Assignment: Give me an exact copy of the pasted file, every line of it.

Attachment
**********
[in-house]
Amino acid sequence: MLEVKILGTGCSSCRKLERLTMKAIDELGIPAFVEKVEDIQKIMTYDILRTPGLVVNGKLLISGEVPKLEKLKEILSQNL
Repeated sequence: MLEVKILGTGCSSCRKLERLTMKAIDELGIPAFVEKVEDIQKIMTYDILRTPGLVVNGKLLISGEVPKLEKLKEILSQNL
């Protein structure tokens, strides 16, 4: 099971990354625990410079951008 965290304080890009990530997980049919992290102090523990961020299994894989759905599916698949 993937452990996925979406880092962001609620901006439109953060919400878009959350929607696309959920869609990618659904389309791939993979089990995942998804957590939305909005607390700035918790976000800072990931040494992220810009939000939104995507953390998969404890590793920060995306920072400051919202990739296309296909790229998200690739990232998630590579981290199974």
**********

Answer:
[in-house]
Amino acid sequence: MLEVKILGTGCSSCRKLERLTMKAIDELGIPAFVEKVEDIQKIMTYDILRTPGLVVNGKLLISGEVPKLEKLKEILSQNL
Repeated sequence: MLEVKILGTGCSSCRKLERLTMKAIDELGIPAFVEKVEDIQKIMTYDILRTPGLVVNGKLLISGEVPKLEKLKEILSQNL
């Protein structure tokens, strides 16, 4: 099971990354625990410079951008 965290304080890009990530997980049919992290102090523990961020299994894989759905599916698949 993937452990996925979406880092962001609620901006439109953060919400878009959350929607696309959920869609990618659904389309791939993979089990995942998804957590939305909005607390700035918790976000800072990931040494992220810009939000939104995507953390998969404890590793920060995306920072400051919202990739296309296909790229998200690739990232998630590579981290199974």